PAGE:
A. In general in today's era of sport, there is such an emphasis on specialization. People specialize and they make commitments to games, to sports, to positions within those games at such a young age that there's a natural resistance to change. Guys who view themselves as football players first are usually more open and receptive to trying new things, and they aid themselves and increase their chances of making it because they have an attitude that's geared toward trying other things.
Rosie Nix is an example of that for us. A little over a year ago I mentioned to him about playing fullback, because the lines were long at linebacker, we had unique depth at inside linebacker. I said, you give yourself a better chance of making our football team if you potentially explore fullback. He didn't bat an eye, and his attitude largely dictated the course of events that occurred after. It has allowed him to improve with each passing day, and it has allowed him to be the above-the-line fullback that he has become.
Q. As a coach, do you have time to wait for a guy to transition from quarterback to receiver, or linebacker to fullback?**
A. It depends on how you identify the beginning or the potential end of the transition. None of us are finished products. We're continually working and improving. But if I think a guy has an aptitude for the change, you see signs of that aptitude very quickly. We saw signs in Rosie Nix very quickly, that he had some things, traits that would lend itself to the position. Then you go about developing consistency in terms of technique, and the understanding of the nuances that go into the position. He'll spend the rest of his career ironing out some of those things, but the core significant things that define the position, that are going to allow him to be a guy at that position, you see often and you see early on in the transition process. And if you don't, you move on.
Q. What's the difference in your mind between what you have referred to as position flexibility and what is happening with Pryor and Nix, what happened some years ago with Antwaan Randle El?
A. Really there is none. It's about what the team needs. If you're position flexible and the team need you to be position flexible, then great. If the team needs you to move wholesale to another position, a position flexible guy is capable of that. In some instances it just might be – in the case of Chris Hubbard – playing center, guard, and tackle; in some instances it might be like Rosie Nix moving from linebacker to fullback permanently. Really, it's just based on the needs of the team whether it's a wholesale positional change, or whether it's a guy just displaying position flexibility.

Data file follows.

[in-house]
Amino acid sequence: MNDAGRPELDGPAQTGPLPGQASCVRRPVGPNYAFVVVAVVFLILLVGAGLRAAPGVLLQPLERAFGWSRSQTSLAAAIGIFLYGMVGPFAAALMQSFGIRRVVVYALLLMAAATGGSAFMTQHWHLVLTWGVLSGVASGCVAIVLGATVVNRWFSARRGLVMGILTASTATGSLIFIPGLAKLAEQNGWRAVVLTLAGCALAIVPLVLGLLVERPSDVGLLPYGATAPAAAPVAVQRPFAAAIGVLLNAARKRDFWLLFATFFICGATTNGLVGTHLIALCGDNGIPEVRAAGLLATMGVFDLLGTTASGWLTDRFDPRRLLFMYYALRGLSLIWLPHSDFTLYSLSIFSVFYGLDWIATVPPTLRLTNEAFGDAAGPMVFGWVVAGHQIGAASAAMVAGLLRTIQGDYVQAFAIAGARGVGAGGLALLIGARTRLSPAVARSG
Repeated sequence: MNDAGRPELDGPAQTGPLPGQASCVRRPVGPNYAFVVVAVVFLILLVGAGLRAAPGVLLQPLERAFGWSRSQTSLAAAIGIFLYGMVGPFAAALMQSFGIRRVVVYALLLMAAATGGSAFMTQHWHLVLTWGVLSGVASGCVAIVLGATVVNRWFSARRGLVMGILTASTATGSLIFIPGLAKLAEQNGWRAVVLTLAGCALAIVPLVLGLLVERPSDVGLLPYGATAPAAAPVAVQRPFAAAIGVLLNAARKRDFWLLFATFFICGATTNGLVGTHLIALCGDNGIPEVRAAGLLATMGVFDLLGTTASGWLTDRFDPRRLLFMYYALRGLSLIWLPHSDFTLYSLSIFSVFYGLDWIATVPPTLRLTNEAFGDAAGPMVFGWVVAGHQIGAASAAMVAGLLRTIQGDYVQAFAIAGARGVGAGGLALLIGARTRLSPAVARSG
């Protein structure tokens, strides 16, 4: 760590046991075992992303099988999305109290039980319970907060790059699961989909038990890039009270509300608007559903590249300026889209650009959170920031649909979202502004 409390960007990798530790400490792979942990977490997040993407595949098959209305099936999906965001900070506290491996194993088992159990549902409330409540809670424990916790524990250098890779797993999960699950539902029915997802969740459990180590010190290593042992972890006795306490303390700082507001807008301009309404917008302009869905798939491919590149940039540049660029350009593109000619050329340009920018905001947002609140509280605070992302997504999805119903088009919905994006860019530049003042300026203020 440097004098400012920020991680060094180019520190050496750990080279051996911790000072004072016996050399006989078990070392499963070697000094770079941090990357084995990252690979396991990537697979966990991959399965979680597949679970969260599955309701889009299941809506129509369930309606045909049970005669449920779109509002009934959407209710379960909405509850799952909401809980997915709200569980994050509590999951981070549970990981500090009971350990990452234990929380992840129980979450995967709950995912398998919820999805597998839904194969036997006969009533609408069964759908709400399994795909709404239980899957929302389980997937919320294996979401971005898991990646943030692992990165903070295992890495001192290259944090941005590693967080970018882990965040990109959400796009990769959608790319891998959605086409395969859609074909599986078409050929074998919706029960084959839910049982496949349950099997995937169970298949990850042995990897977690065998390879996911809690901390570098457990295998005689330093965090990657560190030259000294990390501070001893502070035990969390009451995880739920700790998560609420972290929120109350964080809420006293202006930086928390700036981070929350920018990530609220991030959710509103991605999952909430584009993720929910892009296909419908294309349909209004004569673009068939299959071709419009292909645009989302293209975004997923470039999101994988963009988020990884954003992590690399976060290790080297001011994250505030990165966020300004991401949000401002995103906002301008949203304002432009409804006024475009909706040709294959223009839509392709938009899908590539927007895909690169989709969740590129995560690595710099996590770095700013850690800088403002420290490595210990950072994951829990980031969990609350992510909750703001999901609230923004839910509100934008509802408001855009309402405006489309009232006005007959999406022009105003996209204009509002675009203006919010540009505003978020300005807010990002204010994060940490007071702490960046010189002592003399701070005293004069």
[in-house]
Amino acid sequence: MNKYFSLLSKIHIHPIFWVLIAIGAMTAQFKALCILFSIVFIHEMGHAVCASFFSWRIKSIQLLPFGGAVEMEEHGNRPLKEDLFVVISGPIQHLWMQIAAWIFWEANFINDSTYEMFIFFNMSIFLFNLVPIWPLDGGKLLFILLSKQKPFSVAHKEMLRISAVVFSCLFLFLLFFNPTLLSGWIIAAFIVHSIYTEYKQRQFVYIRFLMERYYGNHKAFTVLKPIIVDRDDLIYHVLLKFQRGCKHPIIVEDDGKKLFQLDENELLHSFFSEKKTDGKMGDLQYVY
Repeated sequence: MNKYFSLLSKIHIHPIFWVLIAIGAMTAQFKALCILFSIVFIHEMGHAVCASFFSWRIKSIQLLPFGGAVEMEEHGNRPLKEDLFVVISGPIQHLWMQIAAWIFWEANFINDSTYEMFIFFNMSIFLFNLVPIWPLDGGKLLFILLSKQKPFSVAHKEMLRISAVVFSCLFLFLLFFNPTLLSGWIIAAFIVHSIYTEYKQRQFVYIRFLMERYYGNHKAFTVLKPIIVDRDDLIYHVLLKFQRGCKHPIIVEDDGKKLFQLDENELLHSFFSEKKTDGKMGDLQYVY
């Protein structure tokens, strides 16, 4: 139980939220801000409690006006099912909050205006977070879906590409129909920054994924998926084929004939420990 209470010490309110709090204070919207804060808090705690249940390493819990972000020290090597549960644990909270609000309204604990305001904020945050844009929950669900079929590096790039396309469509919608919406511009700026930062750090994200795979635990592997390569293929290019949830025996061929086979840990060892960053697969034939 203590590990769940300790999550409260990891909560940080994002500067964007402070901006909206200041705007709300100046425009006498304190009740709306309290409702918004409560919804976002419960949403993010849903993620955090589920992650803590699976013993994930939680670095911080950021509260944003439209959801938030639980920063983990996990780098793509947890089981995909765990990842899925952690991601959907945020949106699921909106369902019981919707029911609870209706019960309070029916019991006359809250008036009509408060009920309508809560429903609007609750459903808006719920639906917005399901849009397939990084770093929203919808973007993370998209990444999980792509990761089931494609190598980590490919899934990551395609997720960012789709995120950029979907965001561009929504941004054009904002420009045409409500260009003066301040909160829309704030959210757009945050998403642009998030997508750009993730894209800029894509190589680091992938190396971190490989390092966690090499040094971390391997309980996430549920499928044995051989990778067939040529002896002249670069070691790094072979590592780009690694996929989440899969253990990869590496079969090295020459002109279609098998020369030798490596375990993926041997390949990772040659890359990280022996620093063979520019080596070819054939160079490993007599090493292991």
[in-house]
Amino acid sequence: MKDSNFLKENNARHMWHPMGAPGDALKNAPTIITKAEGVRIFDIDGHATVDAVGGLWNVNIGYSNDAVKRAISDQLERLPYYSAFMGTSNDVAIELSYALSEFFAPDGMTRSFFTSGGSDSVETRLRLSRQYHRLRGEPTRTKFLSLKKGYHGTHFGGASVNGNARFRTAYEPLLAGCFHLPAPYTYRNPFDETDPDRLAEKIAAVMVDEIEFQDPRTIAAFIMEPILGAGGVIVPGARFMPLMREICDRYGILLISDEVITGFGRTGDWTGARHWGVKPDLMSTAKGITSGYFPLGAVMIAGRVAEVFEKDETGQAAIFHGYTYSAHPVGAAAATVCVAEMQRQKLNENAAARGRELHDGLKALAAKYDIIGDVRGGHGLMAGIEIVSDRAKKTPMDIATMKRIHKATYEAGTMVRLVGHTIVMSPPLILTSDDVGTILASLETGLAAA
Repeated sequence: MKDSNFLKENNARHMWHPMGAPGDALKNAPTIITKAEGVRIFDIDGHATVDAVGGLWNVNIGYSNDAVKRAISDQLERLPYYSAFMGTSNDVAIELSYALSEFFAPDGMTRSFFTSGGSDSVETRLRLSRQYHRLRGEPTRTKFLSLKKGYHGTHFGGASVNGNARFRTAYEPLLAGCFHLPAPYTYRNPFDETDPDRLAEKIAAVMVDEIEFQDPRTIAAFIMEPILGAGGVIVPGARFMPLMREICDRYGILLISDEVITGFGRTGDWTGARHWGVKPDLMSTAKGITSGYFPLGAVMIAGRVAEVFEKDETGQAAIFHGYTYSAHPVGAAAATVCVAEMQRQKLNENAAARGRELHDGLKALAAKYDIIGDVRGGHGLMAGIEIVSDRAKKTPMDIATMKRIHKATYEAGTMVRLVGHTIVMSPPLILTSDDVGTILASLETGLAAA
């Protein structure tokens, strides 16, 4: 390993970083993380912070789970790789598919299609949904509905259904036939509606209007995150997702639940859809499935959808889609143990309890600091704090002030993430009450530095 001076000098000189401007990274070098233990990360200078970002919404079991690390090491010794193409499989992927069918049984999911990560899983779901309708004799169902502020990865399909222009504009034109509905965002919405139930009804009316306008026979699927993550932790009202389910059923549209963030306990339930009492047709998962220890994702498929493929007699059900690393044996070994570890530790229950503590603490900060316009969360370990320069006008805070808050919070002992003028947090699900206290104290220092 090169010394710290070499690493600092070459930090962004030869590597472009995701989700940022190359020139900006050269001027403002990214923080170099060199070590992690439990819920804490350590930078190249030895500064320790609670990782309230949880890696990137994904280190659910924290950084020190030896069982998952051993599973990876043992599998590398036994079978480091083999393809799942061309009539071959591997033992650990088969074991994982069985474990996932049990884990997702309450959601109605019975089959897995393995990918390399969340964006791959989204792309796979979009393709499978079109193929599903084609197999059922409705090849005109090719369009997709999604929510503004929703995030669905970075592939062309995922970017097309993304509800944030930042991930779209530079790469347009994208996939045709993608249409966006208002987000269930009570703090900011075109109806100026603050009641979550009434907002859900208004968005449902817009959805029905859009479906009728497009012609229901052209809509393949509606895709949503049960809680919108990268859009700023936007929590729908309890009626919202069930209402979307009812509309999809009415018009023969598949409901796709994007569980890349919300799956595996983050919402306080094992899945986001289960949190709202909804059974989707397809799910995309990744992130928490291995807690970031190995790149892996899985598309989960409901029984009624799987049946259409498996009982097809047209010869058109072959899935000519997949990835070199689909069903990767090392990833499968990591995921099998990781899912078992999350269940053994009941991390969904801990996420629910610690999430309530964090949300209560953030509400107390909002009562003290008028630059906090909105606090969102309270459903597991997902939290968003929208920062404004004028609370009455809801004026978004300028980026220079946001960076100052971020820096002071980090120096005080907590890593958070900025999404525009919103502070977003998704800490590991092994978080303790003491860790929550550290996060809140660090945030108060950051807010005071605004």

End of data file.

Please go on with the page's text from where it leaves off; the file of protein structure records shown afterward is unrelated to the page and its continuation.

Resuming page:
Q. When you came to the Steelers 10 years ago, one of the go-to leaders in the locker room was James Farrior. What made him so special in that way? Is there any James Farrior in Will Gay?
A. James wore leadership very naturally. It's something that he was, and not something he became. It was not something that he consciously worked on. He was just a thoughtful, caring dude who really took pride in helping the young player, and he was a good teammate. All of those things can be used to describe Will Gay. The way he leads and how he leads is a very natural thing for him. I think he just does it. I don't know that he consciously makes a decision to do it, and those are your best leaders.
Q. Is Gay a unique guy in that respect?
A. He is. He's capable of removing himself from his helmet and seeing issues as they relate to other people. He can remember when he was in the position that some of these young people are in now, and it does take special traits to remove yourself from your present state and your present issues and see things from other peoples' perspectives to aid them in their journey while you're still navigating yours.
Q. As the head coach, can you take advantage of those kinds of guys, and how can they help you?
A, I take advantage of those guys daily. And you need to. If we're going to be the type of team we need to be and grow in the ways we need to grow, then we're going to need every capable man to help others. I have many formal and informal conversations with guys who lead, whether it's Will Gay or Maurkice Pouncey or Le'Veon Bell or any of the other guys you can identify as stable leaders for us. We're going to need their contributions formally and informally, on the grass and off the grass, as we grow and develop as a world championship caliber group.
Q. Do your expectations for individuals and the team as a whole change the deeper you get into a preseason? Is it different tonight than it was last week? Will it be different next week than it is tonight?
A. My expectations about people evolve, but my expectations or my vision of the group remains unchanged. I'm somewhat uncompromising in terms of what we need to be, and our goal is to be world champs. We have to push forward toward that daily. There's very little compromise in my mentality in regards to that. Now, who does what, and how we navigate that journey, that is shaped daily by what transpires around me. How they perform, how they ascend, how they descend, and the decisions I make in regards to those things or in reaction to those things ultimately determine maybe how smooth or how rocky this process of developing into a world championship outfit is.
Q. Now that camp is over, what do you like about the group you brought back to Pittsburgh?
A. It's a highly conditioned group. They do a good job of communicating. They appear to have the makings of a group that's legitimately close, and by legitimately close I mean it's beyond spending time together being friends. It's about challenging one another, telling each other the truth, being accountable to one another. I saw many positive signs of that development, and that's as critical a part of our team development as becoming good fundamental tacklers and protectors of the ball on offense or any of the other things that are central to team development.